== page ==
Read this story from CBC.ca on anti-salmon farming activist Don Staniford’s recent victory in the BC Supreme Court in a defamation case brought against him by Norwegian salmon farming giant Cermaq-Mainstream for a controversial campaign that equated the industry’s practices with Big Tobacco. (Sept. 28, 2012)
An anti-salmon-farming activist has won another victory against the global aquaculture industry, but also has been harshly criticized by a B.C. Supreme Court justice
Justice Elaine Adair has dismissed a defamation case launched by the salmon-farming company Mainstream Canada against Don Staniford over a 2011 campaign that included images of cigarette-like packages and statements such as “Salmon Farming Kills Like Smoking.”
In her ruling published Friday, Adair said while the statements were defamatory and Staniford was motivated by malice, the activist honestly believed in what he was saying and animosity wasn’t his dominant purpose.
The ruling left officials at Mainstream Canada, a subsidiary of the Norwegian company Cermaq, disappointed.
But the British-born Staniford, who was removed from Canada this past February for overstaying a visitor’s permit, was in a celebratory mood.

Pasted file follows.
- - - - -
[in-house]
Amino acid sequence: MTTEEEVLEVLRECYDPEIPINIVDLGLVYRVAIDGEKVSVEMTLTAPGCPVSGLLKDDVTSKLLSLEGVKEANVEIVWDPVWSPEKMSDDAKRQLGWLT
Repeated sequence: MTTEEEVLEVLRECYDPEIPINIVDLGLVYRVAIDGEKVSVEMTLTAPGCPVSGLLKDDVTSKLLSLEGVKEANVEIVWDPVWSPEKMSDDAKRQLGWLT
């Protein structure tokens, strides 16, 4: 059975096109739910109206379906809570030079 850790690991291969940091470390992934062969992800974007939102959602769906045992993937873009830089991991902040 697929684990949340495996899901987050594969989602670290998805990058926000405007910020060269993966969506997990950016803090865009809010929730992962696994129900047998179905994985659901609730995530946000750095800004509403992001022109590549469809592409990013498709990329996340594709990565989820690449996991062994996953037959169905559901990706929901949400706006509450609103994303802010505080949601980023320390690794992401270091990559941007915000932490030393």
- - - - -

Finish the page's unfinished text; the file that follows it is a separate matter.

“I am over the proverbial moon and feel extremely vindicated,” he said during a phone interview from Spain. “All along I knew that Cermaq [was] whistling in the dark.”
“This is a victory not just for Don Staniford against Mainstream Canada. This is a victory for environmental campaigners, social-justice campaigners across the world.”
Laurie Jensen, a spokeswoman for Mainstream Canada, said the company will be reviewing the ruling, noting it’s too early to say if it will appeal, and she defended the court action, saying it was the right thing to do.
“What we’re seeing is a character of a person,” she said. “And because, you know, he’s not found legally responsible doesn’t mean that, you know, he’s getting away with things.”
She said Adair’s ruling supports many of the company’s allegations, but she’s disappointed the judge dismissed the court action over fair comment, a ruling she called “outrageous.”
The court action was not the first faced by Staniford.
His first legal threat came from a Scottish salmon-farming company in 2001 but that never went to trial. He also won a new trial that has yet to happen after appealing a defamation victory by B.C.’s Creative Salmon Company in 2007.
The latest defamation case was launched by Mainstream Canada based on a Jan. 31, 2011 Global Alliance Against Industrial Aquaculture campaign.
Court documents state a news release sent to media included four mock-cigarette packages, all modelled after the Marlboro brand, containing statements like, “Salmon Farming Kills,” “Salmon Farming is Poison,” “Salmon Farming is Toxic,” and “Salmon Farming Seriously Damages Health.”
Images also appeared on the global alliance’s website.